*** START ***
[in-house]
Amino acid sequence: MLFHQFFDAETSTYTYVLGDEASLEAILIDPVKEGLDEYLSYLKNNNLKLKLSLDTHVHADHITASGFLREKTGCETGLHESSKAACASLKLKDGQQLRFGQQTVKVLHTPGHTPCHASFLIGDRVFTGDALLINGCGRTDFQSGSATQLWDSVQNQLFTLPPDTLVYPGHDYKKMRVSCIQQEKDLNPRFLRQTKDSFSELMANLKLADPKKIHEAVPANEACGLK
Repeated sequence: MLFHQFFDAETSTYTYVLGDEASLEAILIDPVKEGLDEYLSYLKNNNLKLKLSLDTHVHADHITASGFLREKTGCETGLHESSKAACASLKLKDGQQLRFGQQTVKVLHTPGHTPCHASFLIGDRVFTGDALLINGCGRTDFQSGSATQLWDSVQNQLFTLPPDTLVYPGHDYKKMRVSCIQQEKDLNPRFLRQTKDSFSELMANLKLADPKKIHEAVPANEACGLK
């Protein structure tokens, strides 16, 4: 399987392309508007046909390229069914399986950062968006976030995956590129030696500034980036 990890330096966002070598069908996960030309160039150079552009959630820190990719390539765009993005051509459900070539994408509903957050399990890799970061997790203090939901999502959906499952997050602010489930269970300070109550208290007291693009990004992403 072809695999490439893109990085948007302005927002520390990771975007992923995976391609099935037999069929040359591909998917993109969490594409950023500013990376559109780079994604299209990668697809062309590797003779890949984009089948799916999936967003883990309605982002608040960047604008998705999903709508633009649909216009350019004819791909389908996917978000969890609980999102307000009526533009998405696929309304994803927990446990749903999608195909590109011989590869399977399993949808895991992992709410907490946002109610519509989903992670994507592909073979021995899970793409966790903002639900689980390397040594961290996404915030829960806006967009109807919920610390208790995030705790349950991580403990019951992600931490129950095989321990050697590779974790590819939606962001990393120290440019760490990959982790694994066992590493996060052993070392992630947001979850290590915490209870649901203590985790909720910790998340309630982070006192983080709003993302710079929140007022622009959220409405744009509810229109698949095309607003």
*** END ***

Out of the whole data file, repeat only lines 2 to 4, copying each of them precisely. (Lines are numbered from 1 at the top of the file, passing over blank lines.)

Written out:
Amino acid sequence: MLFHQFFDAETSTYTYVLGDEASLEAILIDPVKEGLDEYLSYLKNNNLKLKLSLDTHVHADHITASGFLREKTGCETGLHESSKAACASLKLKDGQQLRFGQQTVKVLHTPGHTPCHASFLIGDRVFTGDALLINGCGRTDFQSGSATQLWDSVQNQLFTLPPDTLVYPGHDYKKMRVSCIQQEKDLNPRFLRQTKDSFSELMANLKLADPKKIHEAVPANEACGLK
Repeated sequence: MLFHQFFDAETSTYTYVLGDEASLEAILIDPVKEGLDEYLSYLKNNNLKLKLSLDTHVHADHITASGFLREKTGCETGLHESSKAACASLKLKDGQQLRFGQQTVKVLHTPGHTPCHASFLIGDRVFTGDALLINGCGRTDFQSGSATQLWDSVQNQLFTLPPDTLVYPGHDYKKMRVSCIQQEKDLNPRFLRQTKDSFSELMANLKLADPKKIHEAVPANEACGLK
């Protein structure tokens, strides 16, 4: 399987392309508007046909390229069914399986950062968006976030995956590129030696500034980036 990890330096966002070598069908996960030309160039150079552009959630820190990719390539765009993005051509459900070539994408509903957050399990890799970061997790203090939901999502959906499952997050602010489930269970300070109550208290007291693009990004992403 072809695999490439893109990085948007302005927002520390990771975007992923995976391609099935037999069929040359591909998917993109969490594409950023500013990376559109780079994604299209990668697809062309590797003779890949984009089948799916999936967003883990309605982002608040960047604008998705999903709508633009649909216009350019004819791909389908996917978000969890609980999102307000009526533009998405696929309304994803927990446990749903999608195909590109011989590869399977399993949808895991992992709410907490946002109610519509989903992670994507592909073979021995899970793409966790903002639900689980390397040594961290996404915030829960806006967009109807919920610390208790995030705790349950991580403990019951992600931490129950095989321990050697590779974790590819939606962001990393120290440019760490990959982790694994066992590493996060052993070392992630947001979850290590915490209870649901203590985790909720910790998340309630982070006192983080709003993302710079929140007022622009959220409405744009509810229109698949095309607003």